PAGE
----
Rather than one series, I’ve been dreaming of buying some land and starting up my own artist residency program. If I had unlimited funding, I’d want to set up a studio, build some kilns, and begin building up a community. As much as I love clay and making things on my own, the real power of art (and specifically, for me, clay) is to bring people together.

Right now, I’m working on a series at Creative Alliance to sculpt the performers live during their shows. It’s a recent development, but I’m really enjoying it. I’ll have a big show at CA during March and April in 2021, these portraits may be part of it. Since I have some time, I’m reaching in many directions to explore a little post-grad before committing to a single series.

Does your astrological sign match your personality?

I’d say so. I’m a Virgo. I am an introvert, a stickler for independence, and practical to a fault. I don’t put much stock in astrology, though I see why people find it interesting.

What was the most memorable assignment you were given in school? What did you make?

I think my first slip-casting assignment. The flask I made wasn’t impressive, but it was my first real experience with plaster mold-making in clay, and I loved it. Casting was a whole new way of finding form. It sparked a whole body of work, some which I showed in my exhibit, Home & Hearth.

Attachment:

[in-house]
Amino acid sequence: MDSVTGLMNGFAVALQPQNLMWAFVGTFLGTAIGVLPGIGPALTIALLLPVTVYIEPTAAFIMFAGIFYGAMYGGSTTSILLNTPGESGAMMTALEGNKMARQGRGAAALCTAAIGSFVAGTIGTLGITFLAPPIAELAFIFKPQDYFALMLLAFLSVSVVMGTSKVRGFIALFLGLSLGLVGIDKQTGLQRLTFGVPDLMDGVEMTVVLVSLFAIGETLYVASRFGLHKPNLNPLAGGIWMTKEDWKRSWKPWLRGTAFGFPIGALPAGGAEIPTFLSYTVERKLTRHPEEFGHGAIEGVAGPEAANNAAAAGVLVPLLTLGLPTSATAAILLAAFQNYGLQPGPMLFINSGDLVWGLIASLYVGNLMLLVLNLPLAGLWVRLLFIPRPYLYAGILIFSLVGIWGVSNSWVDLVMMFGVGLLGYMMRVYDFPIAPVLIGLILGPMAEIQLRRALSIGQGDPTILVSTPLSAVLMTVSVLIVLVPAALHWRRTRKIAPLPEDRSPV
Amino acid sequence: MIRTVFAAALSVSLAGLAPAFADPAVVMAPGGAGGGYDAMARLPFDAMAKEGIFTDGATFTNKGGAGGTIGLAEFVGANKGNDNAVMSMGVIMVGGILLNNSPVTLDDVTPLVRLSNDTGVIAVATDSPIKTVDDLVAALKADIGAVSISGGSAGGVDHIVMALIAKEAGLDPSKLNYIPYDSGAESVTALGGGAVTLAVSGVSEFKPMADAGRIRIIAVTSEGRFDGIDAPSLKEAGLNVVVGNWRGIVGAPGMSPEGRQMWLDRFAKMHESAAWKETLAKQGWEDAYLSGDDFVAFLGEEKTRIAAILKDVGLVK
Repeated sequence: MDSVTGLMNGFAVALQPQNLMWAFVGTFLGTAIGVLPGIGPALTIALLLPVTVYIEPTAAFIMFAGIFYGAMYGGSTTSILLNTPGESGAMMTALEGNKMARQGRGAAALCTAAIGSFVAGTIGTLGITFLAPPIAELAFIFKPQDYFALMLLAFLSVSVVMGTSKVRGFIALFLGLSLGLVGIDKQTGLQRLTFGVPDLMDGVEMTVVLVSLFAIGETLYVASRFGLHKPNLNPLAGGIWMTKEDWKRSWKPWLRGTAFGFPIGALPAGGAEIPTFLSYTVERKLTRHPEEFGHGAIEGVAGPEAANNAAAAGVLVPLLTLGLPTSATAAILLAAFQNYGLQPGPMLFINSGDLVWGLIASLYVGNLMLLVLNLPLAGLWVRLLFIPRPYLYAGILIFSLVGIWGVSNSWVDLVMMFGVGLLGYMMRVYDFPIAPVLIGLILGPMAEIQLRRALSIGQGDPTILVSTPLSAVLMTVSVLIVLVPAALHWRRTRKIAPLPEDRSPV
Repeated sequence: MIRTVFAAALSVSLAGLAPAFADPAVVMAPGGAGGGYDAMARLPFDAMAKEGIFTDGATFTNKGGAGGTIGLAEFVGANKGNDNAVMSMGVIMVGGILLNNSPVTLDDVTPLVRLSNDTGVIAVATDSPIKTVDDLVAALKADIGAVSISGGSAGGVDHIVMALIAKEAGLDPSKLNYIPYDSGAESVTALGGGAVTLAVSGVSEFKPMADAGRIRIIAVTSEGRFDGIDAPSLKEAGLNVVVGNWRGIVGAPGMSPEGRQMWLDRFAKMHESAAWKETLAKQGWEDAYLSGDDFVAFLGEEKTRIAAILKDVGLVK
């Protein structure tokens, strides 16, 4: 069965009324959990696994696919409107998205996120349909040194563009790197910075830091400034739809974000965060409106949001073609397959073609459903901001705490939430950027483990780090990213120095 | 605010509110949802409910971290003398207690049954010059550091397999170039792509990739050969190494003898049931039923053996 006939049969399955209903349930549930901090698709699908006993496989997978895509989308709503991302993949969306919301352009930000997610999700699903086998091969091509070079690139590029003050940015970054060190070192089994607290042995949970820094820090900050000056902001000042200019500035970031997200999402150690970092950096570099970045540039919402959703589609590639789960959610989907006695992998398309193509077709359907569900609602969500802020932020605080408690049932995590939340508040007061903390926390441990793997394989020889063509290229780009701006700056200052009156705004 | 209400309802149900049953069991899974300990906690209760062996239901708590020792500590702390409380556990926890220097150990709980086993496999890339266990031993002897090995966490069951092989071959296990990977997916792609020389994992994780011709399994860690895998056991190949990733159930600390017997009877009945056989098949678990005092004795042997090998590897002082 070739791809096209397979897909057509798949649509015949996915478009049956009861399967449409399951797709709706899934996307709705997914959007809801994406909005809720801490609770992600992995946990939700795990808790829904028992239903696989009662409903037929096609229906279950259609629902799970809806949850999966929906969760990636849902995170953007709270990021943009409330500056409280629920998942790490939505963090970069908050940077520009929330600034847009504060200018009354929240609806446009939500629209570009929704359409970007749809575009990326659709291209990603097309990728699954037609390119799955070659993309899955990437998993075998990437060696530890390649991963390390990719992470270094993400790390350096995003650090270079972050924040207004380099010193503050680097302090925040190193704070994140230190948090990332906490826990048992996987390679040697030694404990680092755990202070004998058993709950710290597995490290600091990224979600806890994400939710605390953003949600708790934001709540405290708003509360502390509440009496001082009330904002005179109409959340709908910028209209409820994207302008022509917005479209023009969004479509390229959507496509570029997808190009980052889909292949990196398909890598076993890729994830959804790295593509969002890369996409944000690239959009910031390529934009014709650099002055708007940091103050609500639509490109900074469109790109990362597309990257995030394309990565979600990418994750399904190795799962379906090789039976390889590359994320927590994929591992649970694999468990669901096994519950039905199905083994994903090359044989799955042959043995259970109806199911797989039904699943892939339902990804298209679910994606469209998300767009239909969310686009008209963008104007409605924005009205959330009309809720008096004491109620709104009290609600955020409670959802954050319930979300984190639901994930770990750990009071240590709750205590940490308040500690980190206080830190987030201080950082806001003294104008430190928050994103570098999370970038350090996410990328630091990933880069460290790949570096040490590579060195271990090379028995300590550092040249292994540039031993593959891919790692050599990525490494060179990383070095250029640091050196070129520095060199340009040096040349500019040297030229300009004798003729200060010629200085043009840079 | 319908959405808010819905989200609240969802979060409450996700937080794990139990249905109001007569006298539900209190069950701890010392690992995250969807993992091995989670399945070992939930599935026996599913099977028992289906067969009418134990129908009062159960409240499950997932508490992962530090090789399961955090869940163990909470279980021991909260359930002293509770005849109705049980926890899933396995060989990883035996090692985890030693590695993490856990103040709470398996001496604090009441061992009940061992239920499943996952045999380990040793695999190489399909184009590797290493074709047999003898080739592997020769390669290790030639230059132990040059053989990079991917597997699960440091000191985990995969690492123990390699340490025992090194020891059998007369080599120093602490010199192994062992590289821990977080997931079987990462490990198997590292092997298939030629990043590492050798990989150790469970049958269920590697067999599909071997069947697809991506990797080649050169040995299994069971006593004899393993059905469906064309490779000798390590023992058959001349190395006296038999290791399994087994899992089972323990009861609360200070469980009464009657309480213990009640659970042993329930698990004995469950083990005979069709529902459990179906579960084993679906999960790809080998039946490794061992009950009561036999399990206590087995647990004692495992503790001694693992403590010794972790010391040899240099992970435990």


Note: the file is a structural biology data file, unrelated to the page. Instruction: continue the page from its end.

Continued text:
If you found a penguin in the freezer, what would you do?

Haha, is it a dead penguin? If so I’d probably cast it—I make a line of porcelain bone jewelry, and I have a particular love of vertebrae and skulls. If it was alive, I think the Maryland Zoo would love to help me find her a more comfortable chilly home.

What is a trend you wish would die?

I’d like the new trend of speed cameras appearing everywhere in Baltimore to stop. I’m constantly getting those and I hate it. That and the predatory ticketing for parking. It’s highway robbery, and the exorbitant fines are totally disproportionate to most income levels.

What would your teenage self think of you today?

I think she would be pretty stoked to know what’s in store. I know it wouldn’t have been her imagining of what’s next, but I made it out of Quarryville. I’m doing my own thing, making what I want to see out in the world… She had this idea that if she picked one thing, and did it really well, it would take her around the world. She thought it would be photography, but clay is letting me travel even if it’s only been around the states so far. I love it.

Photo by Joe Hyde

Photos by author except where otherwise noted. Featured image by Joe Hyde.